Stokes v. City of Chicago, 660 F. Supp. 1459 (N.D. Ill. 1987)

U.S. District Court for the Northern District of Illinois - 660 F. Supp. 1459 (N.D. Ill. 1987)
May 22, 1987

660 F. Supp. 1459 (1987)

Jean STOKES, et al., Plaintiffs,
CITY OF CHICAGO, et al., Defendants.

No. 86 C 4759.

United States District Court, N.D. Illinois, E.D.

May 22, 1987.

Rick M. Schoenfield, Ettinger & Schoenfield, Ltd., Chicago, Ill., for plaintiffs.

Judson Minor, Corp. Counsel, City of Chicago by Kenneth Cummings, Asst. Corp. Counsel, Richard M. Daley, State's Atty. of Cook County by Joseph D. Ryan and James D. Egan, Asst. State's Attys., Chicago, Ill., for defendants.


BUA, District Judge.

Before this court is a motion to dismiss defendants Beuke, Reukert, and the County of Cook from plaintiffs' Third Amended Complaint. Plaintiffs' suit is brought pursuant *1460 to 42 U.S.C. § 1983. For the reasons stated herein, this court grants defendants' motion to dismiss them from the complaint. Plaintiffs' claims against the remaining defendants are still viable.


Plaintiffs' Third Amended Complaint contains only a sketchy presentation of the facts surrounding this suit. On February 14, 1986, defendants and several unknown Chicago police officers authorized or committed one or more of the following acts: "knocked down" the doors to the plaintiffs' homes; entered the plaintiffs' homes without their consent; detained the plaintiffs; searched the plaintiffs' homes; threatened the plaintiffs; and seized certain property. Plaintiffs believe that defendants' conduct violated plaintiffs' Fourth and Fourteenth Amendment rights.

Plaintiffs also allege that certain Assistant Cook County State's Attorneys wrongfully arranged for cash payments to be made to certain prospective witnesses. These witnesses were allegedly paid thousands of dollars to influence their testimony against William "Flukey" Stokes in Stokes' murder trial. These payments were made despite the prosecutors' knowledge that the influenced testimony against Stokes would be false.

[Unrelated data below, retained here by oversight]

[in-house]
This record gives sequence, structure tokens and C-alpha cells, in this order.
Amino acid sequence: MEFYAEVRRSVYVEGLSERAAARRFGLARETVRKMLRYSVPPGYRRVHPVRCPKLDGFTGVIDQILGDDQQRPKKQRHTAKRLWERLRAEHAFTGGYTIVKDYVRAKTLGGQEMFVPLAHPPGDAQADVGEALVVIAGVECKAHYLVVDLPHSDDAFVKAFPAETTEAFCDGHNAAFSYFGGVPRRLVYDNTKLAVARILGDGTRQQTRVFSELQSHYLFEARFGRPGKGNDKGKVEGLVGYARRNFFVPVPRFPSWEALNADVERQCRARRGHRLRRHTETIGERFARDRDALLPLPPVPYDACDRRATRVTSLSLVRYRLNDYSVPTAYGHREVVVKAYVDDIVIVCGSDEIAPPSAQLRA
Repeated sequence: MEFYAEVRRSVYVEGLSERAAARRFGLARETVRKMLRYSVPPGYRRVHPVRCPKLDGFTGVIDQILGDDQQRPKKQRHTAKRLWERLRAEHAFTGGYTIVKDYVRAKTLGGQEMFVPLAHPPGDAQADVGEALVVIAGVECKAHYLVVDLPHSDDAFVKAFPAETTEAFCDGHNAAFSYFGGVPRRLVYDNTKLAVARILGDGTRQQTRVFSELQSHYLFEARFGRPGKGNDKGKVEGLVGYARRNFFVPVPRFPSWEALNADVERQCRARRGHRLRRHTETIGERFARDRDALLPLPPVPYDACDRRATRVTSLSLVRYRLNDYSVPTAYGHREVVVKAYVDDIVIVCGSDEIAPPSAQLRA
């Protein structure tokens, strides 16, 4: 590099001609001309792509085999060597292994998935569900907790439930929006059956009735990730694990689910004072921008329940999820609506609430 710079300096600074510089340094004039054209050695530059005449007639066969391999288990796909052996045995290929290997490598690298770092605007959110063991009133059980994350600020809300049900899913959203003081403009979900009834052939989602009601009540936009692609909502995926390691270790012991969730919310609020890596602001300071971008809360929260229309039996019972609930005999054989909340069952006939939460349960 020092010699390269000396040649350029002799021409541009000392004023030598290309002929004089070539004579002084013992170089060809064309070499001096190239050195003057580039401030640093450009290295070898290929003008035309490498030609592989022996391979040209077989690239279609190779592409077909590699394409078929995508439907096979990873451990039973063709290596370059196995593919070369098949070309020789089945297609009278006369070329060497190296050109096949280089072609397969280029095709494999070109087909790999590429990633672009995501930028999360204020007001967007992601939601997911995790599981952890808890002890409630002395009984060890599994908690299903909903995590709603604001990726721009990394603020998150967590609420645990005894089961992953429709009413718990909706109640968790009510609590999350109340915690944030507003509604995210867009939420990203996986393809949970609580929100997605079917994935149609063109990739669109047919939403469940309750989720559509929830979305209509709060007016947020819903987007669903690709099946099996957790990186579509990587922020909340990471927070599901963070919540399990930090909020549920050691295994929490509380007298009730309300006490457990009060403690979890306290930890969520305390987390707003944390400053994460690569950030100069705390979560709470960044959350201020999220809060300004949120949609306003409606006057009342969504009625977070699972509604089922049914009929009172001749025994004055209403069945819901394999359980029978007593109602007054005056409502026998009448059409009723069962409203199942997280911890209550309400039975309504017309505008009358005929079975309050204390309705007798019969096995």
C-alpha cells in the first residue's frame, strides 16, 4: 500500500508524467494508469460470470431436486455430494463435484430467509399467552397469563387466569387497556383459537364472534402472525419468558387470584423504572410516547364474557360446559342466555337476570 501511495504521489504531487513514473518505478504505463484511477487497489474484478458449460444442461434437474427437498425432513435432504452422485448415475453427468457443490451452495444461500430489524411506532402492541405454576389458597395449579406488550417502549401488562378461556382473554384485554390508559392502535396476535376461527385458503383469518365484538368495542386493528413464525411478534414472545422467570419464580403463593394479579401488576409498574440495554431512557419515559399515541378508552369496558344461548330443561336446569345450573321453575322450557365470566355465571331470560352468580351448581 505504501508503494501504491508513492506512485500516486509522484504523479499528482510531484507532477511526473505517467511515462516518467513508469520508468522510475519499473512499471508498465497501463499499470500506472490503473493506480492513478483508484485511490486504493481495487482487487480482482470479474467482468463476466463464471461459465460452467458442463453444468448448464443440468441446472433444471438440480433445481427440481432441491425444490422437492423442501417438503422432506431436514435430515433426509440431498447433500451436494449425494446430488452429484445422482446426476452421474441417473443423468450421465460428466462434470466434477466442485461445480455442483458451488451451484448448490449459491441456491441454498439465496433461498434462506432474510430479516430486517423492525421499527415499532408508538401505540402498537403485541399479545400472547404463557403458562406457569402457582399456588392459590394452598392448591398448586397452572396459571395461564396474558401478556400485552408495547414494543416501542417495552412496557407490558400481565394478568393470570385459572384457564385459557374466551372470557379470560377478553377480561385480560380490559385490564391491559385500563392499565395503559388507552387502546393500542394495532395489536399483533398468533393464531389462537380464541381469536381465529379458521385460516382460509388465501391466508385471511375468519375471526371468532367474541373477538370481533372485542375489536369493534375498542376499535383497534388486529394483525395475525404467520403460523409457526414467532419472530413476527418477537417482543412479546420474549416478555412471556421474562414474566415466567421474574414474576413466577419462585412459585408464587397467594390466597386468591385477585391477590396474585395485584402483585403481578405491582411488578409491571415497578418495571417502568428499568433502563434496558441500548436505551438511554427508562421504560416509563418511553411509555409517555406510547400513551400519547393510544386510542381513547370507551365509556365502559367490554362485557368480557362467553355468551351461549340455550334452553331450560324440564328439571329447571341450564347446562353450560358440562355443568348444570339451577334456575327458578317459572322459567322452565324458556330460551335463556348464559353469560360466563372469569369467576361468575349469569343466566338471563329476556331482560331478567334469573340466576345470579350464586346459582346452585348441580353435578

A. Cook County State's Attorney

The United States Supreme Court addressed the issue of prosecutorial immunity in Imbler v. Pachtman, 424 U.S. 409, 96 S. Ct. 984, 47 L. Ed. 2d 128 (1976). In Imbler, the Supreme Court held that prosecutors enjoy absolute immunity from § 1983 liability for acts performed within the scope of their quasi-judicial roles as advocates in initiating a prosecution and presenting a State's case. Id. at 430-31, 96 S. Ct. at 994-95 (1976).

The Supreme Court noted that absolute immunity leaves "the genuinely wronged defendant without civil redress against a prosecutor whose malicious or dishonest action deprives him of liberty." Id. at 427, 96 S. Ct. at 993. The Supreme Court balanced the injustice associated with the accused's deprivation of liberty against society's need to have a prosecutor exercising his duties with courage and independence. Absolute immunity is granted so that a prosecutor is not harassed by vexatious litigation causing a deflection of the prosecutor's energies from his public duties. Absolute immunity also eliminates the possibility that the prosecutor would shade his decisions to avoid retaliatory litigation instead of exercising the independence of judgment required by the public trust.

The Imbler Court stated that a prosecutor is guaranteed absolute immunity from those activities which are intimately associated with the prosecutor's role as an advocate within the judicial phase of the criminal justice process. However, the Supreme Court expressly qualified its opinion. The Imbler Court refused to speculate whether a prosecutor was granted absolute immunity from those activities stemming from the prosecutor's role as an administrator or as an investigative officer.

The Seventh Circuit has clarified the uncertainty surrounding the Imbler Court's decision. In Henderson v. Lopez, 790 F.2d 44, 45 (7th Cir. 1986), the Seventh Circuit stated that state's attorneys enjoy "a qualified immunity when performing administrative or investigative duties, but an absolute immunity when performing a quasi-judicial role." When determining which type of immunity a state's attorney enjoys, a district court must look to the nature of a state's attorney's function in a particular case. Id. at 46.